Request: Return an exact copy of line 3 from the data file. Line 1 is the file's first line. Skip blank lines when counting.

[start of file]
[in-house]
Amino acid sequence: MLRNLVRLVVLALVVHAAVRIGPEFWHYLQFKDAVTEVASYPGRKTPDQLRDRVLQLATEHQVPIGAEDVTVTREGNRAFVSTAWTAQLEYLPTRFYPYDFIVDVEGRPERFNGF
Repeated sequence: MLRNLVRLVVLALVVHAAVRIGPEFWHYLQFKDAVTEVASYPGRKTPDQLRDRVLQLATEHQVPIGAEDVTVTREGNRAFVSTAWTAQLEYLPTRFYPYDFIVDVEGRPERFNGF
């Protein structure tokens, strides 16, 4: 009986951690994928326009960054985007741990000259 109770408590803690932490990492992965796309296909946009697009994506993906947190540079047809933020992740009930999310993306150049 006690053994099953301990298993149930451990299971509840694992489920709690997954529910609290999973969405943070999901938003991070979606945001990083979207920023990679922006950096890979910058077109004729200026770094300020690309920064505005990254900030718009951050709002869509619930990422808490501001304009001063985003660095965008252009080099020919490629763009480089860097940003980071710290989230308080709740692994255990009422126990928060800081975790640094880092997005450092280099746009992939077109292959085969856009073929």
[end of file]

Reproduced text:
Repeated sequence: MLRNLVRLVVLALVVHAAVRIGPEFWHYLQFKDAVTEVASYPGRKTPDQLRDRVLQLATEHQVPIGAEDVTVTREGNRAFVSTAWTAQLEYLPTRFYPYDFIVDVEGRPERFNGF